I could have gotten the Endurance tires from them as well.

I've put 6000 miles on them between Denver, Wyoming, South Dakota, New Mexico and Arizona.

So far...they've been awesome!
Hercules tires are OK . i put them on my TH right after i got it and got rid of the D range cheap tires . went with the E on the hercules put 12,000 miles on them but was getting odd wear on the drivers side . i thought maybe load or road crown . rotated them to keep them as even as i could . then i was taking them into get re balanced when i notice a 1" wide by 6" long piece of tread missing from one on passanger side . switched out to the carilse as my tire shop was out of the hercules which were selling like hot cakes Glad i did the cariles hd are wearing even and much better then the hercules did and a much higher speed rating . though i did hear hercules was coming out with a 12 ply 15" tire . but i'll never put the hercules on my TH or Truck again .
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Old 03-13-2019, 06:46 PM   #43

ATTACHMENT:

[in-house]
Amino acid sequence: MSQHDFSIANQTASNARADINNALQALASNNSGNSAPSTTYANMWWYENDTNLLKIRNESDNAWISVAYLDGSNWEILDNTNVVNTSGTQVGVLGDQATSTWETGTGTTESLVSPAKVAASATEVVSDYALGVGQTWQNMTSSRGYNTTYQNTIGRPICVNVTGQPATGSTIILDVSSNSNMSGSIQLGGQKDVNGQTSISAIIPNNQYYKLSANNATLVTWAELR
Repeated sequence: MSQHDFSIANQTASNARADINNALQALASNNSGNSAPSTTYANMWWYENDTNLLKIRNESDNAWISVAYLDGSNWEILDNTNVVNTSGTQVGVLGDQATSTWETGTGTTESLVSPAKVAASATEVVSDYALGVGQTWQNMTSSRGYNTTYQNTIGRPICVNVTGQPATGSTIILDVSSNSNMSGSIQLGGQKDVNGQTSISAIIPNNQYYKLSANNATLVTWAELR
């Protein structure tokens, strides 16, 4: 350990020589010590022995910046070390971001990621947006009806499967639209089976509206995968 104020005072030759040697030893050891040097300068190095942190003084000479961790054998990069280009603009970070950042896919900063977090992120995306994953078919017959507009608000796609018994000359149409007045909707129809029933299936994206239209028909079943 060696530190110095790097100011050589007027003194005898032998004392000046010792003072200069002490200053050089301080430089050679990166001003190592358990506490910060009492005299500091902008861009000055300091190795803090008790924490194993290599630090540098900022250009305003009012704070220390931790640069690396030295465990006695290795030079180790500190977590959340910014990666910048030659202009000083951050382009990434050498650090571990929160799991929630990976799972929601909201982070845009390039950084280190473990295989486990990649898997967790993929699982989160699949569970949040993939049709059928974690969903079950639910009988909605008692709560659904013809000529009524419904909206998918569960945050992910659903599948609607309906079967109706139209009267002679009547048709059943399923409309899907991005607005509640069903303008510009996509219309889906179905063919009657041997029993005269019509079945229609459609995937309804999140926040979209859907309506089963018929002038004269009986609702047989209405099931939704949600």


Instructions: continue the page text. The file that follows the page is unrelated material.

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I ordered the Endurance tires yesterday.
I will probably do the same. The speed rating gives me margin plus they are made into the U.S.. We Americans are our own worst enemy sometimes. We want the highest quality but will usually buy the cheapest price which drives jobs offshore.
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Old 03-14-2019, 06:52 AM   #44
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I was thinking more about replacements than anything else. If I am on the road and a tire does need to be replaced it should be easier to find a Goodyear locally than a Maxxis.
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Old 03-14-2019, 07:51 AM   #45